Format

Send to

Choose Destination
J Anthropol Sci. 2016 Jun 20;94:201-21. doi: 10.4436/JASS.94022. Epub 2015 Dec 21.

The false dichotomy: a refutation of the Neandertal indistinguishability claim.

Author information

1
The Center for Cognitive Archaeology, University of Colorado, Colorado Springs, 1420 Austin Bluffs Pkwy, Colorado Springs, CO 80918 USA; Department of Anthropology, University of Colorado, Colorado Springs, 1420 Austin Bluffs Pkwy, Colorado Springs, CO 80918 USA.
2
The Center for Cognitive Archaeology, University of Colorado, Colorado Springs, 1420 Austin Bluffs Pkwy, Colorado Springs, CO 80918 USA; Keble College, Parks Road, University of Oxford, Oxford, England, OX1 3PG, UK.
3
The Center for Cognitive Archaeology, University of Colorado, Colorado Springs, 1420 Austin Bluffs Pkwy, Colorado Springs, CO 80918 USA; Department of Psychology, University of Colorado, Colorado Springs, 1420 Austin Bluffs Pkwy, Colorado Springs, CO 80918 USA, fcoolidg@uccs.ed.

Abstract

In the debate about the demise of the Neandertal, several scholars have claimed that humanity's nearest relatives were indistinguishable archaeologically, and thus behaviorally and cognitively, from contemporaneous Homo sapiens. They suggest that to hold otherwise is to characterize Neandertals as inferior to H. sapiens, a false dichotomy that excludes the possibility that the two human types simply differed in ways visible to natural selection, including their cognition. Support of the Neandertal indistinguishability claim requires ignoring the cranial differences between the two human types, which have implications for cognition and behavior. Further, support of the claim requires minimizing asymmetries in the quantity and degree of behavioral differences as attested by the archaeological record. The present paper reviews the evidence for cognitive and archaeological differences between the two human types in support of the excluded middle position.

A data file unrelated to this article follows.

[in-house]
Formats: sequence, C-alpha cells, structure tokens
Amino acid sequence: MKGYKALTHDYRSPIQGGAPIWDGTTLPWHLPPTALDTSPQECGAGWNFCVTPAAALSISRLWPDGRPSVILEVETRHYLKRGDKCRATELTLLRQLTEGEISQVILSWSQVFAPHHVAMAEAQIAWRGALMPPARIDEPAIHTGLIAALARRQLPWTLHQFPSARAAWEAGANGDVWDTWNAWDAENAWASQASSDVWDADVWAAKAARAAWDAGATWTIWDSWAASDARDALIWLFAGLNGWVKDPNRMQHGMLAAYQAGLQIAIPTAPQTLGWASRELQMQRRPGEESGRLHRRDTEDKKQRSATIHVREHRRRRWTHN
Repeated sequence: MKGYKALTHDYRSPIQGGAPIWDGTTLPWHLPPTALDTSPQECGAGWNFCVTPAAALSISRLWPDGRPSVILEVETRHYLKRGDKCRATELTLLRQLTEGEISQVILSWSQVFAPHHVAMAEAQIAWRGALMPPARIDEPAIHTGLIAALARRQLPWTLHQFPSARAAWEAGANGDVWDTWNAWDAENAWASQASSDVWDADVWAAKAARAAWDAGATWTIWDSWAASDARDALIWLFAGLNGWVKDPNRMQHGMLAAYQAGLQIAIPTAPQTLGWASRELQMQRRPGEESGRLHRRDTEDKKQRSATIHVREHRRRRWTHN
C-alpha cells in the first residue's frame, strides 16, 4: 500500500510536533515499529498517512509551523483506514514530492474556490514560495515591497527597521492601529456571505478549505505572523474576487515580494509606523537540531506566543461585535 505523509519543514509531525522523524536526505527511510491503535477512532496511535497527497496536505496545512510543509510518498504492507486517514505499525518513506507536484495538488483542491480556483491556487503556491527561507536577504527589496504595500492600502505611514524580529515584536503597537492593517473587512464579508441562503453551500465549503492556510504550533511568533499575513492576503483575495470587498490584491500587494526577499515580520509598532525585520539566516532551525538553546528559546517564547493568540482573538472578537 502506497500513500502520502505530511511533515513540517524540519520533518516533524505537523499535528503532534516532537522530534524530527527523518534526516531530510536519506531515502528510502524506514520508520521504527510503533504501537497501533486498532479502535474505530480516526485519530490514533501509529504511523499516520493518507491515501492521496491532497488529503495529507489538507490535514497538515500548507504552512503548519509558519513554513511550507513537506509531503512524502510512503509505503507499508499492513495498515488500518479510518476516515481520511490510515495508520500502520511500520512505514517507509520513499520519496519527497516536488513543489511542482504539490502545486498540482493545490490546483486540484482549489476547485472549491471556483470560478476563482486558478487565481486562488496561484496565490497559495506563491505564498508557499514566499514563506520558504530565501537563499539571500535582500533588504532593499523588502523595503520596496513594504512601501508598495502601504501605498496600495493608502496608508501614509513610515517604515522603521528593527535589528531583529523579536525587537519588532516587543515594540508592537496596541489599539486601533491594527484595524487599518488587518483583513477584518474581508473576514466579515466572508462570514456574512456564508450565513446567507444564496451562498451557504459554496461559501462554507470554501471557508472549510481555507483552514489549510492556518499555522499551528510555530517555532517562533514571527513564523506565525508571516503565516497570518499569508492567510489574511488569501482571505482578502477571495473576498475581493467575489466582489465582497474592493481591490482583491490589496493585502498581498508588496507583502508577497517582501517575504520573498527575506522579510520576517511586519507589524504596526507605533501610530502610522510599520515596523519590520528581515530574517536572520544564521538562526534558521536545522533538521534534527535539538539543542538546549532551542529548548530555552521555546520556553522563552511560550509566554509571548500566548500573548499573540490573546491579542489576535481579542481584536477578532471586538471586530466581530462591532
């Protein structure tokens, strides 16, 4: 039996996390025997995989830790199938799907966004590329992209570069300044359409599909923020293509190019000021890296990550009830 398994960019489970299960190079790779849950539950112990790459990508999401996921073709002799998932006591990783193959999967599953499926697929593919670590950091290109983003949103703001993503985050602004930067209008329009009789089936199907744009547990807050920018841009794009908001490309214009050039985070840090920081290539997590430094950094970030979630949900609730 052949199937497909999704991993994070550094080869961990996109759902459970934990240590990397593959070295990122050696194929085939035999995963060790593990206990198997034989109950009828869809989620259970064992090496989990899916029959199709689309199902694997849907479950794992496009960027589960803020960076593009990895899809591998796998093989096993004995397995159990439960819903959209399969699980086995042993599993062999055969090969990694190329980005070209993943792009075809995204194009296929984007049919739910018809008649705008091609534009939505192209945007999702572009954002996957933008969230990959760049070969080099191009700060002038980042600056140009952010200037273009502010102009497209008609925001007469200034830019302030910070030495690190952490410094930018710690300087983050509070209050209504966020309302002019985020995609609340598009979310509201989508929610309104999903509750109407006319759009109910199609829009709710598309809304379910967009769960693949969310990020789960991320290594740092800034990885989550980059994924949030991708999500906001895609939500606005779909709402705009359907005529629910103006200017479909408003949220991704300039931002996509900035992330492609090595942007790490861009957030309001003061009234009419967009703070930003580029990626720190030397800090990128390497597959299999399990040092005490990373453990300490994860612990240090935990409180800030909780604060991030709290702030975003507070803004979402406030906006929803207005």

PMID:
26708102
DOI:
10.4436/JASS.94022
[Indexed for MEDLINE]
Free full text

Supplemental Content

Full text links

Icon for Istituto Italiano di Antropologia
Loading ...
Support Center